The invisible foole

Philosophical Studies 147 (1):37 - 58 (2010)
Abstract
I review the classic skeptical challenges of Foole in Leviathan and the Lydian Shepherd in Republic against the prudential rationality of justice. Attempts to meet these challenges contribute to the reconciliation project (Kavka in Hobbesian moral and political theory , 1986 ) that tries to establish that morality is compatible with rational prudence. I present a new Invisible Foole challenge against the prudential rationality of justice. Like the Lydian Shepherd, the Invisible Foole can violate justice offensively (Kavka, Hobbesian moral and political theory , 1986 ; Law and Philosophy , 14:5–34, 1995 ) without harming his reputation for justice. And like the Foole, the Invisible Foole dismisses the possibility that being just preserves goods intrinsic to justice, and will be just only if he fears that others will punish his injustice by withholding the external goods like labor and material goods that he would otherwise receive for their performance in covenants. I argue that given a plausible folk-theorem interpretation , Hobbes’ response to the Foole’s challenge is inconclusive, and depends crucially upon common knowledge assumptions that may or may not obtain in actual societies. I present two analogous folk-theorem arguments in response to the Invisible Foole’s challenge, one using the idea that the Invisible Foole’s power of concealment might be transitory, and the other using the idea that members of society might stop performing in covenants with anyone, thus punishing the Invisible Foole indirectly, if the Invisible Foole commits sufficiently many injustices.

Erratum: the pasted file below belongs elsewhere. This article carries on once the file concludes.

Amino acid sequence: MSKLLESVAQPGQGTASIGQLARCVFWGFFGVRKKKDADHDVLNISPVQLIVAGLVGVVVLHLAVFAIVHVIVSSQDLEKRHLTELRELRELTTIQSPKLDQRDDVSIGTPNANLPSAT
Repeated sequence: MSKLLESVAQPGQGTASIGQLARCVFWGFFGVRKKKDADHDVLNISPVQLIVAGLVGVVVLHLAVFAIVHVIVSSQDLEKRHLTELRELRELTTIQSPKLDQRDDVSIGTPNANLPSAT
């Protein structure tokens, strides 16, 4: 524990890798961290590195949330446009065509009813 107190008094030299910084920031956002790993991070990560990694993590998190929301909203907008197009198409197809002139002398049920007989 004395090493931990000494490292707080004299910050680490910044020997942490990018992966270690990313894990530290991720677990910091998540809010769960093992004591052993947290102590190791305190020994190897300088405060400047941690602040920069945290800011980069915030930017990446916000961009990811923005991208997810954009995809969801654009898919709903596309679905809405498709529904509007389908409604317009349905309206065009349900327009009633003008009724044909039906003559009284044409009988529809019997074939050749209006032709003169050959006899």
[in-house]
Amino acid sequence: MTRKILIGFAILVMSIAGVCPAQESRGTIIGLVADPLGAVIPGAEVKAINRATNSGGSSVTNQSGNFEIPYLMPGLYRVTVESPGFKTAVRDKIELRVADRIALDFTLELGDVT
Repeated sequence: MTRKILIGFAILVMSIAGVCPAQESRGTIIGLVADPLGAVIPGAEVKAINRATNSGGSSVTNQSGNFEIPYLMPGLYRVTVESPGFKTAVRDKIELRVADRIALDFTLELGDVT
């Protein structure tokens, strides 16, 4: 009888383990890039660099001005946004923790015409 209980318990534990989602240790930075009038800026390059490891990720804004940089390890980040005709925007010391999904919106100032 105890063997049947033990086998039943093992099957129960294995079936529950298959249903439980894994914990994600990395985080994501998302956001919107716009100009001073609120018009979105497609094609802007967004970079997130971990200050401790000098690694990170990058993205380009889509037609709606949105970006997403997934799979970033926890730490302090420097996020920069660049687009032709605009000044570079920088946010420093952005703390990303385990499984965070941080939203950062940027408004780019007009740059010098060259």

Keywords Folk-theorem  Indirect punishment  Invisible Foole  Justice-conventionalism  Justice-Platonism  Offensive violation  Reconciliation project
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References found in this work BETA
David Gauthier (1979). Thomas Hobbes: Moral Theorist. Journal of Philosophy 76 (10):547-559.

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